# Is best case complexity big Omega of worst case complexity?

I need to prove or disprove the following claim:

Given that the best case complexity of the algorithm A is $$O(f(n))$$ and the worst case complexity of A is $$Ω(g(n))$$, it follows that $$f(n) ∈ Ω(g(n))$$.

I know that obviously $$A_b \leq A_w$$. I can also conclude obviously that for constants $$c_1 , c_2$$ and for all $$n_0 \leq n$$ for some $$n_0$$ the following happens: $$A_b \leq c_1f(n)$$ and $$A_w \leq c_2g(n)$$. I can see that it doesn't mean that $$f(n) \geq cg(n)$$ for some constant $$c$$ but I am having trouble disproving it. Any help will be welcomed.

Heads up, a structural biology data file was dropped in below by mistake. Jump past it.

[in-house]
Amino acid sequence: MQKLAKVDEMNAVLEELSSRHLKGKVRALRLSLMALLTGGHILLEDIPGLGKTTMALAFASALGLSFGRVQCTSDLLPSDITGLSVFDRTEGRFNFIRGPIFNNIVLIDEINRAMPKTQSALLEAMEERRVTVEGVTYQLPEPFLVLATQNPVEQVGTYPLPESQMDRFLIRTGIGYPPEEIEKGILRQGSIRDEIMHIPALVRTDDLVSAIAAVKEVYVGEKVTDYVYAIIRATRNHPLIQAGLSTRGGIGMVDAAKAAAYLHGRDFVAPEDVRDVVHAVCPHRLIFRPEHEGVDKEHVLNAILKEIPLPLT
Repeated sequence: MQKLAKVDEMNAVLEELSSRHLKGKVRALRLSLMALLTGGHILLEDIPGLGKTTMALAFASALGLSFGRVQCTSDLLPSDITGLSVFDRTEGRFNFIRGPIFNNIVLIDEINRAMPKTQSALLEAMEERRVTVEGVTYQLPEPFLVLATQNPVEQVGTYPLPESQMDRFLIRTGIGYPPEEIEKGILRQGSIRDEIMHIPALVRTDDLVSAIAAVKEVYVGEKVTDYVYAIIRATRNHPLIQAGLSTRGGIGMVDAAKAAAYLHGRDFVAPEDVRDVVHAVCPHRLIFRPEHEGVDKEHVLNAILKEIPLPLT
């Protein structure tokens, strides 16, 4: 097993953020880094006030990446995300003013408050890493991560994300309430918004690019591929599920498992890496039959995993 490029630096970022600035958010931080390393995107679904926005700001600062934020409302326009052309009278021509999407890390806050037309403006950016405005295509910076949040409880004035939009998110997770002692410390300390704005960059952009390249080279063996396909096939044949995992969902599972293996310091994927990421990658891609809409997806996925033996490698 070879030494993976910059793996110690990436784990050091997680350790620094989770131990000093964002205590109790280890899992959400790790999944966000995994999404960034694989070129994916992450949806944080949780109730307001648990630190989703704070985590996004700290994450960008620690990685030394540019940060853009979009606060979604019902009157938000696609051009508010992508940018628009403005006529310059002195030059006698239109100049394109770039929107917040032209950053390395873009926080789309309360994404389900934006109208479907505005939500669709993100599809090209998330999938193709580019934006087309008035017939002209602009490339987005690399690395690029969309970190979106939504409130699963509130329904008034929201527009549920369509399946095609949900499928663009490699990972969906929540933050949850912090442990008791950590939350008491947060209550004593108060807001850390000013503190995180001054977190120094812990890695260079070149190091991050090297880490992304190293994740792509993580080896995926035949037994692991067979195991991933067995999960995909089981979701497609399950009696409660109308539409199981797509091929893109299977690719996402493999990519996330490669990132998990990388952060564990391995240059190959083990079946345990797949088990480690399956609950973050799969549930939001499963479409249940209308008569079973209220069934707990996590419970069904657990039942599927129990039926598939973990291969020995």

Consider the following algorithm $$A$$:
• Otherwise, count from $$1$$ to $$n^2$$, where $$n$$ is the length of the input.
The best case complexity of this algorithm is $$O(n)$$, and the worst-case complexity of this algorithm is $$\Omega(n^2)$$. Does $$n = \Omega(n^2)$$ hold?